You can call me AI

 
 
 

AI caramba, those neural networks are power-hungry: Counting the environmental cost of artificial intelligence

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If it were possible to evade facial-recognition systems using just subtle makeup, it might look something like this

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It’s bizarre we’re at a point where reports are written on how human rights trump AI rights

The protection of human rights should be front and centre of any decision to implement AI-based systems regardless of whether they’re used as corporate tools such as recruitment or in areas such as law enforcement.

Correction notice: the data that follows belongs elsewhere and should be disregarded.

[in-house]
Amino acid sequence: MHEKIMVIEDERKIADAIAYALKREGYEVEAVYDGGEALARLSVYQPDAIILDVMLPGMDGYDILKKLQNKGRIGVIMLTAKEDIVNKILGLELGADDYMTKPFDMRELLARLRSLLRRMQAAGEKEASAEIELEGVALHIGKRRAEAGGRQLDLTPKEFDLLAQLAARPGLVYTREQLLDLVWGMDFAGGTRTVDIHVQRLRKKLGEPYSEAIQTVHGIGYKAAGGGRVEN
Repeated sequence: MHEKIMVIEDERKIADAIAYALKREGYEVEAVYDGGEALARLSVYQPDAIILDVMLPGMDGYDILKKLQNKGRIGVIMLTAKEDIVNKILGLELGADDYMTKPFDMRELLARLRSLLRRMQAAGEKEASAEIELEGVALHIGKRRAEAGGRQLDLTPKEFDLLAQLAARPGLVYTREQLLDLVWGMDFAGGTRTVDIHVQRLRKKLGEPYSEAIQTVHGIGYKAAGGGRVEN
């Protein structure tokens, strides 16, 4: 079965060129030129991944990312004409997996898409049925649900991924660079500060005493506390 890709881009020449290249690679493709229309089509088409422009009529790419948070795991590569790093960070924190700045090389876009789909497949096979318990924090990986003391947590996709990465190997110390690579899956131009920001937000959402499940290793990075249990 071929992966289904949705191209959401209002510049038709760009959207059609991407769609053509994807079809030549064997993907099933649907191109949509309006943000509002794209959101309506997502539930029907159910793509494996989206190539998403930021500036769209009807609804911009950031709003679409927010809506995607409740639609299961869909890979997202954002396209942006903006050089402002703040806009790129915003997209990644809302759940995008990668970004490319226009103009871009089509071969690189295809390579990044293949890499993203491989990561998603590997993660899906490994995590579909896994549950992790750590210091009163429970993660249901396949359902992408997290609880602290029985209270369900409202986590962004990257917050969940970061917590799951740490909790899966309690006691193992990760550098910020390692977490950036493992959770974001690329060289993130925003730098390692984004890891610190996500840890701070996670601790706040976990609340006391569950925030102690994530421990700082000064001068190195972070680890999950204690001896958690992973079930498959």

And unless sufficient safeguards are in place to protect human rights, there should be a moratorium on the sale of AI systems and those that fail to meet international human rights laws should be banned.

Those are just some of the conclusions from the Geneva-based Human Rights Council (HRC) in a report for the United Nations High Commissioner for Human Rights, Michelle Bachelet.

“The right to privacy in the digital age” [download] takes a close look at how AI – including profiling, automated decision-making, and other machine-learning technologies – affects people’s rights.

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